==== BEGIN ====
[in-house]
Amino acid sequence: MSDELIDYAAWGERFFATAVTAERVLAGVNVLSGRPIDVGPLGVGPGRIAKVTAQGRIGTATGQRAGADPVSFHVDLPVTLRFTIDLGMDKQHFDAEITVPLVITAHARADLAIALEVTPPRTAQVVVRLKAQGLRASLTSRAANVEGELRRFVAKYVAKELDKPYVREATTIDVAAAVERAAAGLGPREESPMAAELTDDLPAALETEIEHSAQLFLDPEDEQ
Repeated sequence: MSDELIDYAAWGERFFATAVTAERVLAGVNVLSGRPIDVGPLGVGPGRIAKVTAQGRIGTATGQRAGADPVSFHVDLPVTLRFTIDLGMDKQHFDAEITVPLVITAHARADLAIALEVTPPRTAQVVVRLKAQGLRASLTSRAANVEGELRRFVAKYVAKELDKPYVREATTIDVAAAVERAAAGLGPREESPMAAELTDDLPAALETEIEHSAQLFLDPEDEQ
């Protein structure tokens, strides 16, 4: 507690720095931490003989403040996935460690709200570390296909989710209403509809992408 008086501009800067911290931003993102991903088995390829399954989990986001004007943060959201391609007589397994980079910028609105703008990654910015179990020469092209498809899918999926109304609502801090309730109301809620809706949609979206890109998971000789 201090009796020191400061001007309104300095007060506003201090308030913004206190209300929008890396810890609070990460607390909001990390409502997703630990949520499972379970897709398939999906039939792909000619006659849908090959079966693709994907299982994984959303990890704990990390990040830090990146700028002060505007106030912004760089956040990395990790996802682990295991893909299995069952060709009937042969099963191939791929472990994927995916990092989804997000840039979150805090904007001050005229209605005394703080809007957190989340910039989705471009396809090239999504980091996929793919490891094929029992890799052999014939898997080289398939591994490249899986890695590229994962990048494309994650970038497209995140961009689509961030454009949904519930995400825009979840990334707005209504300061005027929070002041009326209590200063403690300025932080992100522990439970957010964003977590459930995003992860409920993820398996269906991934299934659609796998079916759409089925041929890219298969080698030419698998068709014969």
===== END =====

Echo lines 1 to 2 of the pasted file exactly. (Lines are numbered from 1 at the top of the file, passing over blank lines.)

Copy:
[in-house]
Amino acid sequence: MSDELIDYAAWGERFFATAVTAERVLAGVNVLSGRPIDVGPLGVGPGRIAKVTAQGRIGTATGQRAGADPVSFHVDLPVTLRFTIDLGMDKQHFDAEITVPLVITAHARADLAIALEVTPPRTAQVVVRLKAQGLRASLTSRAANVEGELRRFVAKYVAKELDKPYVREATTIDVAAAVERAAAGLGPREESPMAAELTDDLPAALETEIEHSAQLFLDPEDEQ